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The most costly fears

We all have our own unique set of fears – everything from snakes to public speaking.  And all of those fears cost us something.  Whether it’s a refusal to visit the reptile house at zoo or an avoidance of anything resembling a microphone, we pay a price for carrying those particular fears in our mental suitcases.  However, not all fears come with the same price tag.  Some fears are much costlier than others, particularly as it relates to our careers.  The following list represents the most costly fears in our careers.  If we don’t watch it, we’ll find ourselves so stuck as a result of our fears that our own emotional well-being at work can begin to look like the federal deficit – hopelessly sunk.

  • Fear of Disappointing Others – This is a common fear that can impact us at various points throughout our careers.  Whether we are new college graduates seeking our parent’s approval or a  CEO that carries the burden of other’s expectations, this is a heavy and costly fear to carry.  Raj suffered from this fear.  What was unique about Raj was that he had an unmatched passion for hotels.  He loved everything about them – from the linens on the beds to the idiosyncrasies of positioning a hotel brand.  However, Raj’s parents didn’t share that same passion.  They wanted Raj to honor the family by pursuing investment banking in New York City.  Raj despised finance but he didn’t want to disappoint his parents.  Raj ultimately decided to head off to Manhattan to pursue a career he felt was his duty.  The fear of disappointing others results in us burying our passions deep down and replacing them with the expectations and dreams of others.  The danger is that if we bury our desires too deep and for too long, we may never be able to retrieve them again.  Cost of this fear:  Ourselves
  • Fear of Change – Who doesn’t fear change?  But this fear is not about the fear of the unknown.  This fear is about fighting change with every fiber in our bodies – head on.  Susan was like that.  Every time change was thrust upon her, from a new e-mail system at work to new managers to role adjustments, she put on the brakes.  She did everything she could to derail change.  As a result, Susan stayed in the same role for nearly 20 years.  Unfortunately, Susan was unable to see the writing on the wall that her role was nearing extinction in her industry.  In the end, she was let go as her industry changed and she was left with little hope of finding a similar job.  Cost of this fear: Obsolescence
  • Fear of Financial Insecurity – I love this fear because of the utter absurdity of the actions people take to counter the fear.  Those of us suffering from this fear act as though taking a salaried position = financial security.  Tom epitomizes this all-too-common fear.  Tom told me that he would love to one day have his own company advising restaurant owners on how to better run their businesses.  He’s been in the restaurant world all of his career and loves the industry.  He has all the contacts he would need to be on his own and could pull the trigger tomorrow.  The problem?  Tom has a fear that he won’t be financially secure.  He sees his salary and benefits as a solid security blanket that can keep him warm at night.  Last month, Tom was laid off.  Cost of this fear: Inability to take action when opportunity arises (and sometimes, financial security itself)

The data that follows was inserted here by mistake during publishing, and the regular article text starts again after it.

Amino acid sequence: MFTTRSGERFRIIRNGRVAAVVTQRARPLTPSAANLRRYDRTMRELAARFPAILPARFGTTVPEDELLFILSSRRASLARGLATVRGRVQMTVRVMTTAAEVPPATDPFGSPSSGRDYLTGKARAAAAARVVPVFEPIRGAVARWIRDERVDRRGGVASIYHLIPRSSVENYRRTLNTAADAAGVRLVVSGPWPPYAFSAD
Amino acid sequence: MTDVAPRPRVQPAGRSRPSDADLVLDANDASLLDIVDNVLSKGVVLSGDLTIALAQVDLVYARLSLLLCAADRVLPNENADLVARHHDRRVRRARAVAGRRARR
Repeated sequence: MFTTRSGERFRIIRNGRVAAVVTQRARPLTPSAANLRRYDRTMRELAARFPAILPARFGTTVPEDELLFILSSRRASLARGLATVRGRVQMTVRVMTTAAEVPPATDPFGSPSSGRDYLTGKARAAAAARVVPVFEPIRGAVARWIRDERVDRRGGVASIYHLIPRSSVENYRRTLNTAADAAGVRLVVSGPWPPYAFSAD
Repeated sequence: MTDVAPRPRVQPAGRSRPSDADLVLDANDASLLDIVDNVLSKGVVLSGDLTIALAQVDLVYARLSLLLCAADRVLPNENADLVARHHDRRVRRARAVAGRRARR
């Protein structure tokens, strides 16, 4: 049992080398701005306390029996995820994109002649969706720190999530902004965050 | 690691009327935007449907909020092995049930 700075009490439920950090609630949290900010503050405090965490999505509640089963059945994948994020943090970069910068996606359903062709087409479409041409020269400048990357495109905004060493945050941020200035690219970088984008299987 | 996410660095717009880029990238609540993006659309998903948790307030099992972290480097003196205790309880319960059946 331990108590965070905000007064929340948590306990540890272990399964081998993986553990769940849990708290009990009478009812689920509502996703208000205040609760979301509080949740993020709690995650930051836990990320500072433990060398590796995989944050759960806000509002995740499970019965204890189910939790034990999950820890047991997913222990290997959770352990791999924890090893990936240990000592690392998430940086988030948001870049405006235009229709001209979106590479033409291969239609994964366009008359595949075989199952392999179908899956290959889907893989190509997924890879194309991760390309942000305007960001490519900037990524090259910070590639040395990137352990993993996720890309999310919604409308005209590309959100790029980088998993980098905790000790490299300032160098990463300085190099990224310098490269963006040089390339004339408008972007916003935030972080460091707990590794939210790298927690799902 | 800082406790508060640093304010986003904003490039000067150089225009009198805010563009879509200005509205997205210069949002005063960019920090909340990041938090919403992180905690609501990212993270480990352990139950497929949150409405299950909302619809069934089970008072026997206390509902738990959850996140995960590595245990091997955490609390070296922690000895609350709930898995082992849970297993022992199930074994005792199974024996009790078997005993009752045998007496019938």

• Fear of Failure – This fear is more than just failing to try something new or difficult.  When this fear rears its ugly head it prevents us from going after what we really want in life.  It convinces us that there is a high probability that we can’t reach the potential we envision for ourselves.  Thus, the only way to keep the dream alive is to keep it a dream.  Regina has struggled with this fear her whole life.  She graduated top of her class from an elite college and went off to pursue a doctorate.  All of her classmates and professors voted her most likely to succeed.  She was a rising star.  Since that time, Regina dropped out her graduate program with only one semester left.  She settled for the first job that came her way at an obscure, middle-of-the-pack insurance company and has been there nearly ten years.  She has not only settled in her career but also in every other aspect of her life – from her home to her  relationships.  This fear pushes us to settle for what’s easy rather than go for what we could become or what we really want.  Because, ultimately, the fear of not getting what we really want in life is simply too much to bear.  Cost of this fear: Unmet Potential & Happiness

Any of these fears ring a bell?  Look closely at those costs.  I don’t know about you, but I’m not willing to pay any of those prices.  Talk about high.  I don’t think I have enough credit to afford those.

Fear is sneaky, sinister and contagious.  The first step for any of us is identifying our particular fears and getting clear on what those fears might be costing us in our careers and lives.  The next step is to begin the process of overcoming those fears little by little.  Next week we’ll start down that path.  Stay tuned!

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  1. […] bigger in our minds than they really are. We give them pointy teeth and terrifying claws. And the costs associated with listening to our fears are high – in many cases costing us our very souls. […]

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